Columbus Redevelopment Commission members are considering changing consultants to help them establish a quiet zone for trains moving through downtown Columbus.
Ironically, as the discussion continued, a train horn blared in the background. This prompted some chuckles from local residents who attended Monday’s meeting at Columbus City Hall, only a few blocks from the train tracks.
The commission delayed action on the matter, but did discuss why the city is considering a change and who might work on the project.
Redevelopment Director Heather Pope said the city had been working with retired railroad president John K. Secor, of Secor Consulting LLC in Louisville, Kentucky.
Secor was hired earlier this year to research what infrastructure improvements the city must make so that trains traveling through the State Road 46/State Road 11, and Fifth, Eighth and 11th street crossings in downtown Columbus would not blow warning horns.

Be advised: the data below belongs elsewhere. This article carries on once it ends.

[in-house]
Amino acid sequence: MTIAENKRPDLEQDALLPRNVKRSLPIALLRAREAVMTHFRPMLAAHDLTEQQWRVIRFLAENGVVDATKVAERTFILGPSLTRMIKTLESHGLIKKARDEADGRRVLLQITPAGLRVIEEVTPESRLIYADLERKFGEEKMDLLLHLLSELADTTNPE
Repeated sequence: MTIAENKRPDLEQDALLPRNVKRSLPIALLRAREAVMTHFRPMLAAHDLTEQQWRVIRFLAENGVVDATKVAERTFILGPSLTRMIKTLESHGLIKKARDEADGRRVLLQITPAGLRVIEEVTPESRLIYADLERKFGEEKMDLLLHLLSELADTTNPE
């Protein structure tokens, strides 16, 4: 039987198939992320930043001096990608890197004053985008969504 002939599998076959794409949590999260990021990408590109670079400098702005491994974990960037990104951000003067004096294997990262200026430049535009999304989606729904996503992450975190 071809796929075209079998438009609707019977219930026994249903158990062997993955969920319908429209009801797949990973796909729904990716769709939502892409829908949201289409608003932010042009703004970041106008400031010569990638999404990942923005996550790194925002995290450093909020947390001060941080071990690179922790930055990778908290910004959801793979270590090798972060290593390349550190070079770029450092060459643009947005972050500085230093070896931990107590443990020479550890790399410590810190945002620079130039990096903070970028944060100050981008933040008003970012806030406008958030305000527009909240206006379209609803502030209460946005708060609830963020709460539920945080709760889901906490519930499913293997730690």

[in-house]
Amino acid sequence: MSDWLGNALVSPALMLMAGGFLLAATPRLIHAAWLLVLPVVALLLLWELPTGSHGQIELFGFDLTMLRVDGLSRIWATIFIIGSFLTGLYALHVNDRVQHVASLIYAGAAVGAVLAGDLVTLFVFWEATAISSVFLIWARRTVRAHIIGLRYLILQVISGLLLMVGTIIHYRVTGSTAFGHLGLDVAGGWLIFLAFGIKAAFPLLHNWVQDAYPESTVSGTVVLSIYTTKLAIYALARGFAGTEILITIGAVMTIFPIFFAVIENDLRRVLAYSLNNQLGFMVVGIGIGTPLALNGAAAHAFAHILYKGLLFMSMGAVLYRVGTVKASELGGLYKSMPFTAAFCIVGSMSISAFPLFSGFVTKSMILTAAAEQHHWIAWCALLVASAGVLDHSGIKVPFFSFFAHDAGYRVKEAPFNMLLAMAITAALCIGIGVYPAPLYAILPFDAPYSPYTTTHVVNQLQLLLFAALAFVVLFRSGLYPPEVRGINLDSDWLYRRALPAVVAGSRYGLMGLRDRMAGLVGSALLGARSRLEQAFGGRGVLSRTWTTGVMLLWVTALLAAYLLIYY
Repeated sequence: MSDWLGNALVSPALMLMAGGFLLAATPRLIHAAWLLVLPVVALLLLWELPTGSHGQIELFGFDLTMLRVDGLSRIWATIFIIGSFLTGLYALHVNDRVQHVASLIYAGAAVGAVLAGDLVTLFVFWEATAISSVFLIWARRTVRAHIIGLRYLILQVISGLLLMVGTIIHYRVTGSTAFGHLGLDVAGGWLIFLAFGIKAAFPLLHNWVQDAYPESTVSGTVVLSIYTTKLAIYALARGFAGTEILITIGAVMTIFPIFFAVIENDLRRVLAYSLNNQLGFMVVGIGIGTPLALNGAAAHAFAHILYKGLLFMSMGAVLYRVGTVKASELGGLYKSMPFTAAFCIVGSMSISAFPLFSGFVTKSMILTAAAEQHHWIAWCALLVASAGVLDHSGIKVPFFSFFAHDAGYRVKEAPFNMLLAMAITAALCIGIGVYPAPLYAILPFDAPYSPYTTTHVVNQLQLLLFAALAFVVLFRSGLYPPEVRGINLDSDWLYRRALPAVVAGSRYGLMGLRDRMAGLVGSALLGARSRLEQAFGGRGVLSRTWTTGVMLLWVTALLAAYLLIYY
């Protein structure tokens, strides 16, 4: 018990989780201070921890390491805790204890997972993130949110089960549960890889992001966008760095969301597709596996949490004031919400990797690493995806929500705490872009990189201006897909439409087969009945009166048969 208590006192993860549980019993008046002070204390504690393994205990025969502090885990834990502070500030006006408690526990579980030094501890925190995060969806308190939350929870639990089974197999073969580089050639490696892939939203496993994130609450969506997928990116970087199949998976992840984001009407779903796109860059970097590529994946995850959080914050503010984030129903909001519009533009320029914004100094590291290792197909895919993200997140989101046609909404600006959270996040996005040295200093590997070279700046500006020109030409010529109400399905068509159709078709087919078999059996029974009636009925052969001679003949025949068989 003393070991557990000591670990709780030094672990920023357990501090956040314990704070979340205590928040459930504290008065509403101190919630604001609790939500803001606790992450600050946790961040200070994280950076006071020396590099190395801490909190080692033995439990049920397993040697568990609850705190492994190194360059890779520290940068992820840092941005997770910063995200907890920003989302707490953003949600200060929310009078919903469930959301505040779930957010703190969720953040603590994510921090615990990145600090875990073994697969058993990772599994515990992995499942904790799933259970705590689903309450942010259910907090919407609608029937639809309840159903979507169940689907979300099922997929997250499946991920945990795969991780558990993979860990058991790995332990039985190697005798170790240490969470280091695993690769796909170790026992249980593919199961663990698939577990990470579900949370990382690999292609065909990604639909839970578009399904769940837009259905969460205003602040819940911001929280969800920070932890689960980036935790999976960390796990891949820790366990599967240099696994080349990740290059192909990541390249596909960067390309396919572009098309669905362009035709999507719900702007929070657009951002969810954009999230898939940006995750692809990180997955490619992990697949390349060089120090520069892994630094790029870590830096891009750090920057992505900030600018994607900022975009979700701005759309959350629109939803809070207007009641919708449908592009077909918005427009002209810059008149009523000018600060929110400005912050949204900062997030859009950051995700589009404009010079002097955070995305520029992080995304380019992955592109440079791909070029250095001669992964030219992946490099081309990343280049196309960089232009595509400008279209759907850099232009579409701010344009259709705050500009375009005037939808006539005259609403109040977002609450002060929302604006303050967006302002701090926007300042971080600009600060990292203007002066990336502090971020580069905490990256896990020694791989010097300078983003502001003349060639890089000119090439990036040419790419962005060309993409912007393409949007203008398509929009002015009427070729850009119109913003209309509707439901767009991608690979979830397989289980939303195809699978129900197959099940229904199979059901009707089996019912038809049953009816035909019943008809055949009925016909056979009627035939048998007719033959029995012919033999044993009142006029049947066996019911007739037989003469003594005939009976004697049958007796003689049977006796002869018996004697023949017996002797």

Quiet zones are one of the interim solutions city officials have mentioned as Columbus prepares to have about twice as many trains traveling through the city possibly as soon as this fall.
Pope said that while Secor has not billed them for any work, the relationship had evolved into Secor asking Pope and city engineer Dave Hayward to do more of the legwork for the project.
She recommended the city terminate the agreement with Secor and contract with CTC of Fort Worth, Texas, a company recommended by the Louisville & Indiana Railroad, which owns the tracks traveling through Columbus. CTC has completed more than 100 quiet zones so far for other communities, Pope said.
For more on this story, see Tuesday’s Republic.